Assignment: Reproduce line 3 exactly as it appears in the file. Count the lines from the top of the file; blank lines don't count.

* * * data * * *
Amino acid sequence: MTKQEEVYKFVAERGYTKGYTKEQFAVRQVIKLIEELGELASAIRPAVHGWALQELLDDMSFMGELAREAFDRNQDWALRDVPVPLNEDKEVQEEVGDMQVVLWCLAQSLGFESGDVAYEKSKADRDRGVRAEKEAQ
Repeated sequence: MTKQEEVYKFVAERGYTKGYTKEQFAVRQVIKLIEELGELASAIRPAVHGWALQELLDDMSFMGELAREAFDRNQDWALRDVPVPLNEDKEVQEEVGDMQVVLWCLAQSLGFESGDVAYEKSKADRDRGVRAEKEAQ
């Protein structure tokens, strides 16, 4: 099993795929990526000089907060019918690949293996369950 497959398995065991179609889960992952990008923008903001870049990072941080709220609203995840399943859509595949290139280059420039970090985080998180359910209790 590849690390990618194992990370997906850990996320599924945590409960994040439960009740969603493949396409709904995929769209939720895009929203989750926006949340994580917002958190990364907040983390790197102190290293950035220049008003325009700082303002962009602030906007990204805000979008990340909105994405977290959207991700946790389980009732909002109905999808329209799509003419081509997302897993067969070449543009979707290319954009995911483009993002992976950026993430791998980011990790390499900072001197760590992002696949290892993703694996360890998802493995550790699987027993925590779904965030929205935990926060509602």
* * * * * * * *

């Protein structure tokens, strides 16, 4: 099993795929990526000089907060019918690949293996369950 497959398995065991179609889960992952990008923008903001870049990072941080709220609203995840399943859509595949290139280059420039970090985080998180359910209790 590849690390990618194992990370997906850990996320599924945590409960994040439960009740969603493949396409709904995929769209939720895009929203989750926006949340994580917002958190990364907040983390790197102190290293950035220049008003325009700082303002962009602030906007990204805000979008990340909105994405977290959207991700946790389980009732909002109905999808329209799509003419081509997302897993067969070449543009979707290319954009995911483009993002992976950026993430791998980011990790390499900072001197760590992002696949290892993703694996360890998802493995550790699987027993925590779904965030929205935990926060509602």